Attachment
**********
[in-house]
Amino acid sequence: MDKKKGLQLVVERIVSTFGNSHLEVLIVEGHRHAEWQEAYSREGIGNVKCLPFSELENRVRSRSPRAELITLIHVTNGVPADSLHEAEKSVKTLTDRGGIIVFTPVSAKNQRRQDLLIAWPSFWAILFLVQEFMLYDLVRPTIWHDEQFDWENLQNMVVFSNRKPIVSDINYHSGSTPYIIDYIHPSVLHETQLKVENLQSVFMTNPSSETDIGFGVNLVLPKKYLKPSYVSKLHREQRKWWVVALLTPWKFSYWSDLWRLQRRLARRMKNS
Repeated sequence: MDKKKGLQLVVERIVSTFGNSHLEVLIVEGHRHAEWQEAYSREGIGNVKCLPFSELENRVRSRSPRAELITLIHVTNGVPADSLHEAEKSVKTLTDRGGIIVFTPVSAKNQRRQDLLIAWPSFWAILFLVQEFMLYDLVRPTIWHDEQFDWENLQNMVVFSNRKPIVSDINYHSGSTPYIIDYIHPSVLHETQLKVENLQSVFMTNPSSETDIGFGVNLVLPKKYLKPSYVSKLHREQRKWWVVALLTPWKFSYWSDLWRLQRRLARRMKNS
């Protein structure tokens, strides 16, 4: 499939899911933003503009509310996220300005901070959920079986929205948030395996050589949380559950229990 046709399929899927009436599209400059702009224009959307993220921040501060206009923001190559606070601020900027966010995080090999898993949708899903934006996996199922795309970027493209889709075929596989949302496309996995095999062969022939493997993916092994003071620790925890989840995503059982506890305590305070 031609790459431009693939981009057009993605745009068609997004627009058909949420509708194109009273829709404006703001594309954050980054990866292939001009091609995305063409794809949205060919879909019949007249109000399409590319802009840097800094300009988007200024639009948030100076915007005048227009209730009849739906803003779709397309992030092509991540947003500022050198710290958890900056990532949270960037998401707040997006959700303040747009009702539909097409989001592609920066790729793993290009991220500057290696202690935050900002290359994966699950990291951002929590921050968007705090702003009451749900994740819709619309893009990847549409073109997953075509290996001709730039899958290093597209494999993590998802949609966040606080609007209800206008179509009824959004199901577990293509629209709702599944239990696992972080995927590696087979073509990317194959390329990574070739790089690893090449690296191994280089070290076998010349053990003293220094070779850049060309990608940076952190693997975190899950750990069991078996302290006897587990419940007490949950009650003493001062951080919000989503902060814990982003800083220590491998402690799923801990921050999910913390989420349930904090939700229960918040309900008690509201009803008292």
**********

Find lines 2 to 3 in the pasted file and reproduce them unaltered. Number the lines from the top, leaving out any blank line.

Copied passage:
Amino acid sequence: MDKKKGLQLVVERIVSTFGNSHLEVLIVEGHRHAEWQEAYSREGIGNVKCLPFSELENRVRSRSPRAELITLIHVTNGVPADSLHEAEKSVKTLTDRGGIIVFTPVSAKNQRRQDLLIAWPSFWAILFLVQEFMLYDLVRPTIWHDEQFDWENLQNMVVFSNRKPIVSDINYHSGSTPYIIDYIHPSVLHETQLKVENLQSVFMTNPSSETDIGFGVNLVLPKKYLKPSYVSKLHREQRKWWVVALLTPWKFSYWSDLWRLQRRLARRMKNS
Repeated sequence: MDKKKGLQLVVERIVSTFGNSHLEVLIVEGHRHAEWQEAYSREGIGNVKCLPFSELENRVRSRSPRAELITLIHVTNGVPADSLHEAEKSVKTLTDRGGIIVFTPVSAKNQRRQDLLIAWPSFWAILFLVQEFMLYDLVRPTIWHDEQFDWENLQNMVVFSNRKPIVSDINYHSGSTPYIIDYIHPSVLHETQLKVENLQSVFMTNPSSETDIGFGVNLVLPKKYLKPSYVSKLHREQRKWWVVALLTPWKFSYWSDLWRLQRRLARRMKNS